FINDINGS AND RECOMMENDATIONS
Petitioner is a California prisoner proceeding with counsel with an application for writ of habeas corpus under 28 U.S.C. § 2254. Petitioner stands convicted of several drug related offenses and is serving a sentence of eighteen years' imprisonment.
On direct appeal, the California Court of Appeal summarized the evidence presented at petitioner's trial as follows:
About 1:00 a.m., December 30, 1998, Redding Police Officer Dean Adams made a traffic stop of the Chevy Cavalier defendant was driving as it pulled into a driveway and parked near a mobile home. Defendant, who was neatly dressed and had no grease or dirt on him, immediately jumped out of the car and yelled for Adams to turn off his lights because this was his sister's home. When defendant refused to comply with Adams's repeated directives to get back into the car, Adams placed him in the back of the patrol car.
The passenger, whose true name was Sonya Lynn Southard, gave Adams a false name and birth date; she also falsely stated that the car belonged to someone other than herself. Southard had on her person a prescription bottle which contained pills but bore no prescription. When Adams told Southard that her identity could not be verified and she would be taken into custody, she fled. Adams caught her and placed [her] in the patrol car of Officer Morehouse, who had arrived as backup.
A search of defendant disclosed $5,450 in cash, which defendant claimed came from the sale of a car. When the officers opened the door of the Cavalier, they immediately sensed a strong odor of marijuana. Inside a black bag on the floor beneath the steering wheel was a zippered pouch which contained a baggie of marijuana, a bag of methamphetamine, a bottle of Dilaudid, black electrical tape, numerous small baggies, a marijuana pipe with residue, a metal spoon with methamphetamine residue and a set of keys on a ring. Printed on a tag on the key ring was "Scooter's Auto Center in Lake Shasta." [Footnote omitted.]
In the back of the Cavalier the officers located a brown or maroon pouch which contained five syringes, 200 small baggies, and plastic scales with residue. Also found in the car was an address book containing phone numbers of persons known by law enforcement to be involved in drug activity. Southard claimed ownership of the maroon pouch and the address book.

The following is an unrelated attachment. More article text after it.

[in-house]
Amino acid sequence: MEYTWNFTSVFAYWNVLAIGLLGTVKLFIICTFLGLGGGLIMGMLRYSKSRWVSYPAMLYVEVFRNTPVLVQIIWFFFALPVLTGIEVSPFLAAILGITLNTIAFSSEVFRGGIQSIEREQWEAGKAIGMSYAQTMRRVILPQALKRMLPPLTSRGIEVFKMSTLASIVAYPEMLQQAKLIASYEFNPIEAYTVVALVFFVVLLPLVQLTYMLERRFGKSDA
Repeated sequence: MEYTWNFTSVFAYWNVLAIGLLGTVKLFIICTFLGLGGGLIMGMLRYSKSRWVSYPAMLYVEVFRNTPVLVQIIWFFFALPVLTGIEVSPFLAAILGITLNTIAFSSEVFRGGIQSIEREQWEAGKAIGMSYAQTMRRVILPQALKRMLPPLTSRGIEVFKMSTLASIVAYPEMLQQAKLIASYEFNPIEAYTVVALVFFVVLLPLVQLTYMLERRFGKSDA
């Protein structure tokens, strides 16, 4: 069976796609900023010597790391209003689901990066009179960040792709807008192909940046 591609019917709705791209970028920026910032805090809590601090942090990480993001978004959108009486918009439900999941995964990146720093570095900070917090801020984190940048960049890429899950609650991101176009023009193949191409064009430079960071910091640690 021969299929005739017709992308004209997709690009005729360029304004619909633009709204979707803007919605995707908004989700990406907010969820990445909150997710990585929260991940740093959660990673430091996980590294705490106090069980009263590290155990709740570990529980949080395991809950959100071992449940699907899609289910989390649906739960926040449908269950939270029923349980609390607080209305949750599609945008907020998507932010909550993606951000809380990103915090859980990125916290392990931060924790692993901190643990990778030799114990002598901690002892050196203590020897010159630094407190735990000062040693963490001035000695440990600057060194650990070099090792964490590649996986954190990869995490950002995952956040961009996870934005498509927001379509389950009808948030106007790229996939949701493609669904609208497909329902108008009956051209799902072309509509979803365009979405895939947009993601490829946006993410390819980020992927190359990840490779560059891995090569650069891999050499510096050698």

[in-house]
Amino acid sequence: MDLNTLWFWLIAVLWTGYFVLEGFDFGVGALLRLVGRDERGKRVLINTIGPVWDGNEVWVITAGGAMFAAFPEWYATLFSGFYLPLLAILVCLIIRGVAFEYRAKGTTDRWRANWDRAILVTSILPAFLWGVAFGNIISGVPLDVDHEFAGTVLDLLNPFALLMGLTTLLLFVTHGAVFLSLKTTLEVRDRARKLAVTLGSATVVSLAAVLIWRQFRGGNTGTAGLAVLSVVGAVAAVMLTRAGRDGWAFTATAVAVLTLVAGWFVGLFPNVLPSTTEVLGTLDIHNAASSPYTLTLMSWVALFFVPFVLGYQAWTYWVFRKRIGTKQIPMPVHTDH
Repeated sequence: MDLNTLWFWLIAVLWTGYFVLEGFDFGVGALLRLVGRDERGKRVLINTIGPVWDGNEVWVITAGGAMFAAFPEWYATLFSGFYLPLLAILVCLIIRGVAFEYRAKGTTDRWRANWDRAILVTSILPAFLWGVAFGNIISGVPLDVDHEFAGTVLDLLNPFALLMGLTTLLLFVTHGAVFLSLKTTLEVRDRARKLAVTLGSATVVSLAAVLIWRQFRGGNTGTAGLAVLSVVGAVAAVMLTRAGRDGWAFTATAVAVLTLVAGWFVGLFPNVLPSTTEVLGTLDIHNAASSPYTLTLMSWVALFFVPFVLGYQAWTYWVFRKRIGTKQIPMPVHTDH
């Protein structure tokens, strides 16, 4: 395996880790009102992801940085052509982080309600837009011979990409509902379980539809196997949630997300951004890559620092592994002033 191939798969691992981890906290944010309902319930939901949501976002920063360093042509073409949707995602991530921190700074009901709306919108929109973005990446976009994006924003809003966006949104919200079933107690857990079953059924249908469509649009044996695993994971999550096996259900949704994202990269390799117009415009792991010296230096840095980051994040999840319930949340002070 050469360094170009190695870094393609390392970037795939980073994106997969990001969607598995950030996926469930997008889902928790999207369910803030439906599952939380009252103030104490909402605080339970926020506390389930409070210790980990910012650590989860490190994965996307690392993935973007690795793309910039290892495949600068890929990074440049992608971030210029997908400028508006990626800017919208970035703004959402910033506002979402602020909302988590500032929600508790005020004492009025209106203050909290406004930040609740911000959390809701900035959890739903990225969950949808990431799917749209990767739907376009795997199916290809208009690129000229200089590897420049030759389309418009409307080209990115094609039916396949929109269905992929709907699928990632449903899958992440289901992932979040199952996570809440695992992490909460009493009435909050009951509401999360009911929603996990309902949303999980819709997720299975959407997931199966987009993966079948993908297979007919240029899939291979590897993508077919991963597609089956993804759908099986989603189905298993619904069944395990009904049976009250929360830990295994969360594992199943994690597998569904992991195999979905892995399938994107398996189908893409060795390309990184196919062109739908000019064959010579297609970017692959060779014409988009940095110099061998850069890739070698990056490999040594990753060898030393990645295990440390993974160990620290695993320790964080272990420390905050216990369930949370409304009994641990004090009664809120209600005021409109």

Agent Bruce Bonner, an expert in narcotics activity, testified that when a male and female transport drugs and are stopped, the male will frequently jump out and attempt to distract the officer while the female will hide the drugs. Southard was known to Bonner as a user, not a dealer.
Defendant's father testified that during the past two years defendant had worked for a short time at Scooter's Towing.
Julane Decker, a real estate agent and defendant's mother, testified that just before Christmas she gave defendant $5,000 cash to buy a motorcycle. Defendant was to repay her by selling a Pontiac Trans Am he was fixing. Decker identified defense exhibit D as the loan agreement. [Footnote omitted.] It was dated December 28, 1998. Decker also identified a pair of overalls as defendant's, claiming she had gotten them from Ron Gamble after defendant's arrests. Defendant was working on the Pontiac at Ron Gamble's shop or home.
Defendant's girlfriend, Brenda Hammon, testified she dropped defendant off the morning of December 29 at Gamble's home to work on his car. Mark Tyree, who lived on Gamble's property, saw defendant working on a vehicle during the afternoon and into the late evening of December 29.
Sonya Southard, who had previously been defendant's girlfriend, saw him walking along the side of the road the night of December 29. They spoke and she offered him a ride to his sister's house; however, she wanted him to drive because she was a parolee at large. Southard claimed all of the drugs and keys found in the black bag were hers. She admitted to having pleaded guilty to charges in connection with the drugs. Southard also admitted prior convictions for possession of a controlled substance in 1988, for being a convicted felon in possession of a firearm in 1989, and for another controlled substance possession in 1993.
II. Requirements For Federal Habeas Relief
An application for a writ of habeas corpus by a person in custody under a judgment of a state court can be granted only for violations of the Constitution or laws of the United States. 28 U.S.C. § 2254(a). Also, federal habeas corpus relief is not available for any claim decided on the merits in state court proceedings unless the state court's adjudication of the claim:
(1) resulted in a decision that was contrary to, or involved an unreasonable application of, clearly established federal law, as determined by the Supreme Court of the United States; or
(2) resulted in a decision that was based on an unreasonable determination of the facts in light of the evidence presented in the State court proceeding.
28 U.S.C. § 2254(d) (referenced herein in as "§ 2254(d)" or "AEDPA").*fn1 It is the habeas petitioner's burden to show he is not precluded from obtaining relief by § 2254(d). ...